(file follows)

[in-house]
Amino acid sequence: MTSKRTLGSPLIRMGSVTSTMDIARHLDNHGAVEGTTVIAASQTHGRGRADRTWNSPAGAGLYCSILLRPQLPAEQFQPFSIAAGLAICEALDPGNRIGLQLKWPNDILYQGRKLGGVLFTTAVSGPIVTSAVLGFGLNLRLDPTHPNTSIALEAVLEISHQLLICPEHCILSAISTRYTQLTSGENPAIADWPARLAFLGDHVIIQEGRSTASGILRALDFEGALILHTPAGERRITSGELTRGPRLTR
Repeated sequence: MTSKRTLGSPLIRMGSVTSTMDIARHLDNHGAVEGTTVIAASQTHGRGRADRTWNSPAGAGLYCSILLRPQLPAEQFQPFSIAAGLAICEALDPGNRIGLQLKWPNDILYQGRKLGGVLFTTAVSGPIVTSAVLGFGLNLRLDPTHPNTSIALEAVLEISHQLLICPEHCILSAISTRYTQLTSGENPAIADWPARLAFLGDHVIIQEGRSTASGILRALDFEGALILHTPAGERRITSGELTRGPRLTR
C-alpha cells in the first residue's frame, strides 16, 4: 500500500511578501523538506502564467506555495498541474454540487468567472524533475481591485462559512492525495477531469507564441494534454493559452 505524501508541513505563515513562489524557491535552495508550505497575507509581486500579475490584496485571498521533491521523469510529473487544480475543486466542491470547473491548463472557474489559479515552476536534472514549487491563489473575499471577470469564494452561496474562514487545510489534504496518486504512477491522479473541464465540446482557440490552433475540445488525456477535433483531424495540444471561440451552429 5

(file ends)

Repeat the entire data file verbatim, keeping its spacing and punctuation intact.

[in-house]
Amino acid sequence: MTSKRTLGSPLIRMGSVTSTMDIARHLDNHGAVEGTTVIAASQTHGRGRADRTWNSPAGAGLYCSILLRPQLPAEQFQPFSIAAGLAICEALDPGNRIGLQLKWPNDILYQGRKLGGVLFTTAVSGPIVTSAVLGFGLNLRLDPTHPNTSIALEAVLEISHQLLICPEHCILSAISTRYTQLTSGENPAIADWPARLAFLGDHVIIQEGRSTASGILRALDFEGALILHTPAGERRITSGELTRGPRLTR
Repeated sequence: MTSKRTLGSPLIRMGSVTSTMDIARHLDNHGAVEGTTVIAASQTHGRGRADRTWNSPAGAGLYCSILLRPQLPAEQFQPFSIAAGLAICEALDPGNRIGLQLKWPNDILYQGRKLGGVLFTTAVSGPIVTSAVLGFGLNLRLDPTHPNTSIALEAVLEISHQLLICPEHCILSAISTRYTQLTSGENPAIADWPARLAFLGDHVIIQEGRSTASGILRALDFEGALILHTPAGERRITSGELTRGPRLTR
C-alpha cells in the first residue's frame, strides 16, 4: 500500500511578501523538506502564467506555495498541474454540487468567472524533475481591485462559512492525495477531469507564441494534454493559452 505524501508541513505563515513562489524557491535552495508550505497575507509581486500579475490584496485571498521533491521523469510529473487544480475543486466542491470547473491548463472557474489559479515552476536534472514549487491563489473575499471577470469564494452561496474562514487545510489534504496518486504512477491522479473541464465540446482557440490552433475540445488525456477535433483531424495540444471561440451552429 5